In Georgia this session, Rep. Allen Peake (R-Macon) brought a medical marijuana bill to a vote of 171-4 in the Georgia House and another version of the bill gained unanimous support in the Senate, but both versions of the bill failed after a standoff between the two chambers over which version should pass. However, Georgia Gov. Nathan Deal has said that he’ll take a non-legislative route to get the bill passed.
Other southern states with various forms of medical marijuana legislation pending include South Carolina, Tennessee, Arizona and New Mexico.
Recently, Louisiana lawmakers passed a bill reforming the way the state handles misdemeanor marijuana possession charge for parolees. The new legislation gives judges the authority to penalize parolees charged with possession with sanctions, rather than mandatory parole revocation.
But one of the biggest pushes on marijuana reform policy is happening in the state of Texas, where public opinion is overwhelmingly in favor of reform. In Texas, 72,000 arrests were made for marijuana possession in 2012. According to an American Civil Liberties Union (ACLU) report, Black people are 2.3 times more likely to be arrested for marijuana possession than white people in the state, but the racial disparity is likely much higher, because the data used by the ALCU counts Latinos as whites.
Many advocates in the South don’t oppose traditional tough-on-crime politics; they simply don’t think marijuana possession should be considered a crime. “We want law enforcement to be tough on crime, but we want to save our resources so that they can be tough on real crime where there’s victims that need justice, and not nonviolent pot offenders,” said Heather Fazio, the Texas political director for the Marijuana Policy Project.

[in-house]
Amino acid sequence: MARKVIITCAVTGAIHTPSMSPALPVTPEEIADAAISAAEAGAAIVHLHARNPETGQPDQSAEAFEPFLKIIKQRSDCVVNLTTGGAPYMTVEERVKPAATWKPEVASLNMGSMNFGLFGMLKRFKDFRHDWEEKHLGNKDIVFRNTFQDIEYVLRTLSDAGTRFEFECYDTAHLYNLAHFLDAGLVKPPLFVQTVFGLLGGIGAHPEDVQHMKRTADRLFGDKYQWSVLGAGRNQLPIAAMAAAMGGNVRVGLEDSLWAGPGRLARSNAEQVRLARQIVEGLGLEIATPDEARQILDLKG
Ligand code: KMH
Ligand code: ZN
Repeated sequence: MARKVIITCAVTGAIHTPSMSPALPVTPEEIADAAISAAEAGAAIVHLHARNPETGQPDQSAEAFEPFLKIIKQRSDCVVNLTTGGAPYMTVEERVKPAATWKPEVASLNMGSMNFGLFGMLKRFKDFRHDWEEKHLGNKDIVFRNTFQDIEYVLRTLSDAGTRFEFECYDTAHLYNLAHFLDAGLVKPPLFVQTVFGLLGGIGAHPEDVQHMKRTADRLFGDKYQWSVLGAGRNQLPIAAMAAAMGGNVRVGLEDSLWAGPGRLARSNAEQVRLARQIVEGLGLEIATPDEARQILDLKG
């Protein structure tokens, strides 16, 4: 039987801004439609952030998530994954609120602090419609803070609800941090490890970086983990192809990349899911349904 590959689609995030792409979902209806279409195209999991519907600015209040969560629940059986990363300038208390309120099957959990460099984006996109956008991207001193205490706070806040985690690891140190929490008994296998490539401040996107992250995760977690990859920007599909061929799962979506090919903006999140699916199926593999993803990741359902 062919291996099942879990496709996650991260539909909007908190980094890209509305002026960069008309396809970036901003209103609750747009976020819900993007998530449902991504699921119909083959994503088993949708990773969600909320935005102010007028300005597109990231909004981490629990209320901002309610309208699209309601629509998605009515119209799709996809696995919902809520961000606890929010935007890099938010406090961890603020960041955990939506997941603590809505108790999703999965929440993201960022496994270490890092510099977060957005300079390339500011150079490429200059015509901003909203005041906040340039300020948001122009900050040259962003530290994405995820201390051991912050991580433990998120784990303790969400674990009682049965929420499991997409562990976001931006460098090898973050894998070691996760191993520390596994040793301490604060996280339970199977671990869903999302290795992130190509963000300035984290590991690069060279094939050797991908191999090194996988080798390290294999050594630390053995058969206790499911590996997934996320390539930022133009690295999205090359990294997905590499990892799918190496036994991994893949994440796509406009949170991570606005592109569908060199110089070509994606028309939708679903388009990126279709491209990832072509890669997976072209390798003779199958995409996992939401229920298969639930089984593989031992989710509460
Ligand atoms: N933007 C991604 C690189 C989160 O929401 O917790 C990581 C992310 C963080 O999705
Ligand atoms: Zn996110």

The Policy Project is working in coalition with various marijuana reform groups on a multiyear campaign in Texas to file and pass three marijuana reform bills in both the Texas House and the Senate, with the ultimate goal of full legalization by 2019. The organization has committed to spend $200,000 a year to push for reform in the state and has hired a contract lobbyist, Randal Kuykendall, who has formerly lobbied for the Texas Municipal Police Association and other law enforcement groups.
Reform activists in Texas are pushing a medical marijuana bill; a decriminalization bill which would impose civil fines for marijuana possession; and a bill to legalize marijuana for adults 21 and older, taxing and regulating it similarly to alcohol.
“We no longer need to throw buckshot at the world and hope something hits. There is support already, so now we just need to target,” Weldon said. “If you have a laser, than you don’t use buckshot, you say, ‘What do I really want. Let’s do that.’ “